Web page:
Mr. Dani said the group had a leadership position in Bahrain, Nepal, South-Pacific Region and
the Caribbean. The group, he said, had identified Egypt, the UAE, Sri Lanka, Bangladesh,
Thailand and Malaysia as `growth focus areas'. The group felt that licensing arrangement could
be the least cost route to grow into some countries. "We can be present in some countries but
avoid financial costs," he said. In this context, he said the group had broken into countries such
as Indonesia, Pakistan and Malta through this licensing arrangement. The foray into Pakistan and
Malta happened only in the last few months.

Under the licensing arrangement, it would provide technology and brand support to local firms
with whom it had tie-ups. Mr. Dani said the group had also identified niche countries and
segments and citied Oman for wood finish and China for protective coatings. Mr. Dani, who is
also the Chairman of Berger International, said post-acquisition of Berger and Scib there had
been a good cash flow and asserted that, "We can support the business growth through internal
accruals."

To a question, he admitted that it was a real challenge for the group when it acquired Berger
nearly one-and-a-half-years ago. "Overnight, they quit 12 countries. It was a real challenge to
integrate them with Asian Paints," he said. Mr. Dani said the group still had to do a lot of work
on a strategy to cross sell technology/brands/products across varied outfits and geographical
areas. Effective alignment of HR (human resources) across operations with the overall group
corporate vision would be a tough task ahead in the coming days.

While asserting that "emerging markets will be our play ground," he said the group would follow
the `hub and spoke' approach and empower regional centres to build size and skill to drive the
value for the group as a whole. A chemical engineer, Mr. Dani entered the family business by
default when one of the founder-promoters sold his holding to a multi-national company,
triggering a convulsion at Asian Paints. The wheel had come a full circle when the MNC had
sold the shares back to the Danis. The younger Dani has a passion to make the group an MNC to
reckon with in the international sphere in all respects.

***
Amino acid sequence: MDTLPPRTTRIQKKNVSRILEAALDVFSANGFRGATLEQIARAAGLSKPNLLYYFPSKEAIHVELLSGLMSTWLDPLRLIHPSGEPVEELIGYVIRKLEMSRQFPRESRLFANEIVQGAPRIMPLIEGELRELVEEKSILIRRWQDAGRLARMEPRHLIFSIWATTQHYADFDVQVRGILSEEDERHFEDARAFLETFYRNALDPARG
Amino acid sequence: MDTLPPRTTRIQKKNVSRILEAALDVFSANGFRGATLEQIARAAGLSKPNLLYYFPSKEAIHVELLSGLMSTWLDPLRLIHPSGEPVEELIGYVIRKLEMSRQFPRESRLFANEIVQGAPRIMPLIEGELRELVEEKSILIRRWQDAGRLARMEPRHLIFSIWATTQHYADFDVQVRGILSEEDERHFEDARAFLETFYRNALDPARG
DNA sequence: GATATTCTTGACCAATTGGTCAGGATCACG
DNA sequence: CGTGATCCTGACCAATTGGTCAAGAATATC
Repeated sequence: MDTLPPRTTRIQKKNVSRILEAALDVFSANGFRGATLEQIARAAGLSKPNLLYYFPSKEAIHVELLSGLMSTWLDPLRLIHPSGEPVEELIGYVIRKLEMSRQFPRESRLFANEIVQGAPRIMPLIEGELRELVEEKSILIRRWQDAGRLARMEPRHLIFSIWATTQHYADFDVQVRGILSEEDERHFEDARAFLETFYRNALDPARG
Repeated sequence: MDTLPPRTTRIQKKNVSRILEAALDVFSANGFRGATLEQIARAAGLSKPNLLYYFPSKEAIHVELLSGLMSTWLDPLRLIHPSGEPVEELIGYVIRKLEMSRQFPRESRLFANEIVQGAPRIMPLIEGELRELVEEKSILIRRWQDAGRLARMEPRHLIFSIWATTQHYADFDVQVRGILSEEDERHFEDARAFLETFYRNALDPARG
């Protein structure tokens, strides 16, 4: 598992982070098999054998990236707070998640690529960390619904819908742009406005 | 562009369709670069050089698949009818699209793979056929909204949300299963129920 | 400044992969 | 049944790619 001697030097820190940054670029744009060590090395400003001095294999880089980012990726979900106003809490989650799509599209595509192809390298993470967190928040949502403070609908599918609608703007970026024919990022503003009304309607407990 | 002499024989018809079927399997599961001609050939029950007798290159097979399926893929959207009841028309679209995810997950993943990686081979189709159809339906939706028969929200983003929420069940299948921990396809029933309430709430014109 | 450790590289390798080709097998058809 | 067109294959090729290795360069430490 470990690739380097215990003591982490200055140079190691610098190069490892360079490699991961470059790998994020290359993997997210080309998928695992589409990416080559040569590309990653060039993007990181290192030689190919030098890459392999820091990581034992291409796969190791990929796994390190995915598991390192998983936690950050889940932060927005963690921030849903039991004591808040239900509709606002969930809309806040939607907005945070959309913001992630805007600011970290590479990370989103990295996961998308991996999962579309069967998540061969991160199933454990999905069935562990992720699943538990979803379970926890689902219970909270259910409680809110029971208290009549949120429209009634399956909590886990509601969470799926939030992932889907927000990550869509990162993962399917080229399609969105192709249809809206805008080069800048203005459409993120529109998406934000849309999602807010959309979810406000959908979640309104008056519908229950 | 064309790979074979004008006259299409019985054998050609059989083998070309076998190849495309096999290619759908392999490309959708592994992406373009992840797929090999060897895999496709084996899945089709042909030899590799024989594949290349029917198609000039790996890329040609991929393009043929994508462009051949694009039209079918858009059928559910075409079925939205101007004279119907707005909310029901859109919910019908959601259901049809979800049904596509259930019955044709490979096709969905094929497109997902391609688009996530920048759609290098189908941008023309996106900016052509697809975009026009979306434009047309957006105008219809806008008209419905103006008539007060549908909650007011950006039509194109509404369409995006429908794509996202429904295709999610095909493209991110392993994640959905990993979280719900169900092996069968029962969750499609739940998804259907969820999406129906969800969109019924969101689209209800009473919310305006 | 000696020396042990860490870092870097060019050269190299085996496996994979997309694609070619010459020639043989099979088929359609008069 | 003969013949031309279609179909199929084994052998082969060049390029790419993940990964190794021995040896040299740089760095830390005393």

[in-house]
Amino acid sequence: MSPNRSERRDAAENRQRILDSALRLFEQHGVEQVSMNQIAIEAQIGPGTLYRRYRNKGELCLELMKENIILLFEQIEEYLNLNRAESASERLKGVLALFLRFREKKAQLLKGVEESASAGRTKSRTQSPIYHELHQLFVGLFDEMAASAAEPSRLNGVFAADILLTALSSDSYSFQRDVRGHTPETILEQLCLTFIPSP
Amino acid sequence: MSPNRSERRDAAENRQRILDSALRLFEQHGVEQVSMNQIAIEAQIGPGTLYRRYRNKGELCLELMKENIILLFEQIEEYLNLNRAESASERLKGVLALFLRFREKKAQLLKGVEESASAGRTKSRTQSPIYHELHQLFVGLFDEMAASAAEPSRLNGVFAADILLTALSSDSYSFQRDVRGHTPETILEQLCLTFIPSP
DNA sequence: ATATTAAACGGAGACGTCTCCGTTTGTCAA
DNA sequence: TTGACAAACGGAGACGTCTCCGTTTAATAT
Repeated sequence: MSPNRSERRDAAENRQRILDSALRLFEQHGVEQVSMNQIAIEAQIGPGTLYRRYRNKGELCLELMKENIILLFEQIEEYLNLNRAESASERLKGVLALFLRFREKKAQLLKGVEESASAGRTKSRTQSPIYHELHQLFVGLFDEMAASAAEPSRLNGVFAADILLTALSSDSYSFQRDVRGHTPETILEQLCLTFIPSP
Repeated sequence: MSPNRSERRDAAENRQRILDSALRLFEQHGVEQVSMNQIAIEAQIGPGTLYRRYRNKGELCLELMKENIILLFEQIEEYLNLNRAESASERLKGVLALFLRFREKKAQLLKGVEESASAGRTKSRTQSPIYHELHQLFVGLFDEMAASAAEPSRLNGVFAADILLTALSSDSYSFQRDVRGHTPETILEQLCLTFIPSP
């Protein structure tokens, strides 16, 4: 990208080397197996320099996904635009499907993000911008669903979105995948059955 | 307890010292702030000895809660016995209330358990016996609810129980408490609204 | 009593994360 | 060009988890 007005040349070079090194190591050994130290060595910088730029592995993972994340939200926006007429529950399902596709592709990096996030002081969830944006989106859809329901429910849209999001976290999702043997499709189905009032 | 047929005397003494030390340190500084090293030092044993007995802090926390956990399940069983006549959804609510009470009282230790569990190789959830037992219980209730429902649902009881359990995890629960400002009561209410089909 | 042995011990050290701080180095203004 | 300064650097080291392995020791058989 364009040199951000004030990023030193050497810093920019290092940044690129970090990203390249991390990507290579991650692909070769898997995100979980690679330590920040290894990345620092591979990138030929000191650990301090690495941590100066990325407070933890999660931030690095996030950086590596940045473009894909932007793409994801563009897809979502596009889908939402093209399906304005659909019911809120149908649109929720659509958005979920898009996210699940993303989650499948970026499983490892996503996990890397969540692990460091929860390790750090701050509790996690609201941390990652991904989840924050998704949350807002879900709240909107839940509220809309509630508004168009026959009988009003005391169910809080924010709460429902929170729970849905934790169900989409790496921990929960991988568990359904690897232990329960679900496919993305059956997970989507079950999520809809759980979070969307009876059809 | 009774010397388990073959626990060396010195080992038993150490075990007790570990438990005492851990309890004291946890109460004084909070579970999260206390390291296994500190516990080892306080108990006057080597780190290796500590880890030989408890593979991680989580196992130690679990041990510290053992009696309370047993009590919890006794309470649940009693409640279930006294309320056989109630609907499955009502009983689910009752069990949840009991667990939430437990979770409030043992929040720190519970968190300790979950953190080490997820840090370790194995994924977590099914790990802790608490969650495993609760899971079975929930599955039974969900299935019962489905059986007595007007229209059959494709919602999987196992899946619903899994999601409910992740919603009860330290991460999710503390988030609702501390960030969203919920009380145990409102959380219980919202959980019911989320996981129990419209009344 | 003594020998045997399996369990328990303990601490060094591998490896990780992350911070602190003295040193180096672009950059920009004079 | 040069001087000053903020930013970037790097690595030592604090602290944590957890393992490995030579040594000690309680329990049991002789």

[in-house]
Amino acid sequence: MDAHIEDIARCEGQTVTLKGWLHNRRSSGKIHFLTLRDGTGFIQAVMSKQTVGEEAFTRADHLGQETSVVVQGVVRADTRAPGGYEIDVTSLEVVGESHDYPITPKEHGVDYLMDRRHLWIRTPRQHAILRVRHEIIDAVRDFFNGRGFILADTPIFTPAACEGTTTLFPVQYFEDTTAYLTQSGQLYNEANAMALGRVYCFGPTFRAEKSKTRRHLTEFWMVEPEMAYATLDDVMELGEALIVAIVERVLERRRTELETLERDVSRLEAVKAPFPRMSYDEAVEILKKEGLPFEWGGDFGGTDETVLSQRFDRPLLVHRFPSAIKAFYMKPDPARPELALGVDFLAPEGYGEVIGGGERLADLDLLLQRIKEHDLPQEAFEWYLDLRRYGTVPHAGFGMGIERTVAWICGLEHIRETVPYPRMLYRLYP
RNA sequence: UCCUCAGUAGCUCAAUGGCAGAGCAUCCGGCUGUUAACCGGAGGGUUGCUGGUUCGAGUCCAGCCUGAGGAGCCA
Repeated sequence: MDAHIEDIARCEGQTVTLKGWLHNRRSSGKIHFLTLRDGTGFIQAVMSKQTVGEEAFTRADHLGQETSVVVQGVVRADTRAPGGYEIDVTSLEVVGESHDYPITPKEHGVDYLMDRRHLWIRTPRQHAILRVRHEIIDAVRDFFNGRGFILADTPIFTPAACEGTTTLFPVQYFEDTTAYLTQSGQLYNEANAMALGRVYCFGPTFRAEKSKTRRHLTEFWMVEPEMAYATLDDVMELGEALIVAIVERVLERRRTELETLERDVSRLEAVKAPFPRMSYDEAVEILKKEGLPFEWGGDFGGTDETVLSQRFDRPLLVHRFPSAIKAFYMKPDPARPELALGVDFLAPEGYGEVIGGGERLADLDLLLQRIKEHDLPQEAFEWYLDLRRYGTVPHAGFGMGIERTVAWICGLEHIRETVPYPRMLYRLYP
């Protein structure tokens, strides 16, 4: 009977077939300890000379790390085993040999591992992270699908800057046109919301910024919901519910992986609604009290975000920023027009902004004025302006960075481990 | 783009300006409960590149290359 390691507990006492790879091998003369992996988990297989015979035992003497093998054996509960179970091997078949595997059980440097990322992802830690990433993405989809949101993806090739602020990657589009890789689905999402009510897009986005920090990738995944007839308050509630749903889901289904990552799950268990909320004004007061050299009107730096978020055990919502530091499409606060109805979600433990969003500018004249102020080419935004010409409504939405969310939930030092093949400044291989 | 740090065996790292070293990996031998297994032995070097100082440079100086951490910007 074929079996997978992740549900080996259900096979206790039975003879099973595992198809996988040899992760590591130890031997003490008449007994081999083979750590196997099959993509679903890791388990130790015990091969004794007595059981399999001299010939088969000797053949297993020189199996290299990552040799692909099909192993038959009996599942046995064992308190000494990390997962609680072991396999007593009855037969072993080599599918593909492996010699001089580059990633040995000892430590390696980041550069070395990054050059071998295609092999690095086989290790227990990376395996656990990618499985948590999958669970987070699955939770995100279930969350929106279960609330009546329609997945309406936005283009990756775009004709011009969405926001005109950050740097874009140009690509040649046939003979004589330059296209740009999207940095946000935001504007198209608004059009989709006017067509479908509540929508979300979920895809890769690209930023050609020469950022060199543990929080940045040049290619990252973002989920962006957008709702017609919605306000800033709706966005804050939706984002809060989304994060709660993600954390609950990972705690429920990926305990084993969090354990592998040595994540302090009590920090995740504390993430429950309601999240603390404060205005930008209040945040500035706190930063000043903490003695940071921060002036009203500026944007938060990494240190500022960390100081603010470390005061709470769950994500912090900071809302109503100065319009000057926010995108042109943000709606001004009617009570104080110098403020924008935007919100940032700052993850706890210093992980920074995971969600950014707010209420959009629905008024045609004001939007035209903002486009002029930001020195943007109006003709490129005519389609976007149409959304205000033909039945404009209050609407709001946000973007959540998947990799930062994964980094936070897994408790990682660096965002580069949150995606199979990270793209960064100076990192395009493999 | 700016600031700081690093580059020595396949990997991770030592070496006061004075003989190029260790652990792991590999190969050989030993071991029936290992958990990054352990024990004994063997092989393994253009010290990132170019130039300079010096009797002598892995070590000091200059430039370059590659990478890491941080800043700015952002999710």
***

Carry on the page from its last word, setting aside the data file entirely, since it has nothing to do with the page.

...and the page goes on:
The case of Asian Paints – Marketing strategy

Asian Paints (AP) is the market leader in the Indian paint industry, commanding a market share
of 38% in decorative paints and 33% overall in the organized sector. Its annual sales turnover
exceeds Rs. 1,300 crore, way ahead of all competitors in the industry. In profits too, AP is far
ahead.

AP’s market leadership in the decorative paints segment can be grasped correctly when we
take note of the relative position of the various players in the industry. Whereas AP has a market
share of 38%, its nearest rival, Goodlass Nerolac, commands a share of just 14%. All others have
only less than 10%. Such an achievement by a company that is wholly Indian in capital,
management and technology and in an industry historically dominated by multinationals is
certainly a commendable feat.

AP’s success is the combined result of its strong corporate and marketing strategies.
Maximum credit should, however, go to its marketing strategy. Within marketing, it was
distribution excellence that took AP to the enviable position that it holds today in the Indian paint
industry. This case study explains AP’s distribution strategy.

A story of distribution excellence:

This case study, in fact depicts the distribution strategy adopted by AP in the early years of its
operations. The interesting point is that this strategy serves AP well even today, when the context
has somewhat changed. In the earlier years, in the decorative paint segment, a wide product
range in terms of color and pack size was a crucial factor for success. AP literally leapfrogged
and over-look all its competitors, and offered the widest range of products. It also created the
distribution outfit that was necessary for reaching the wide range of products to customers in
every nook and corner of the country.

In later years, technology came to rescue of the players in this regard. Customers could get the
color of their choice through mixing at the retail outlet. With the help of an automated machine
kept at the retail outlet, paint is given the desired color by mixing different shades and pigments
in the required proportion. The paint companies need to maintain only half-a-dozen basic
colorants with retailers; mixing can create the other variants. The new arrangement helps the
companies to manage with a narrow range of paints. They can reduce the number of SKUs
handled and cut down inventory holding costs.

The above shift has no doubt reduced somewhat the importance of the physical distribution task
in the business, compared to the position in the earlier years. At the time AP entered the Indian
paint business, the physical distribution and channel management task was the most crucial one
in paint marketing. This context is elaborated in one of sections in this case study. We can
appreciate the lessons of the case study better, if we keep in mind this contextual position. Even
now, physical distribution and channel management continue to be crucial functions in the
business. In the matter of product range too, companies are not able to totally dispense with the
need for variety, in view of the many practical limitations of mixing at retails outlets. It is no
easy task to provide mixing machines and computers.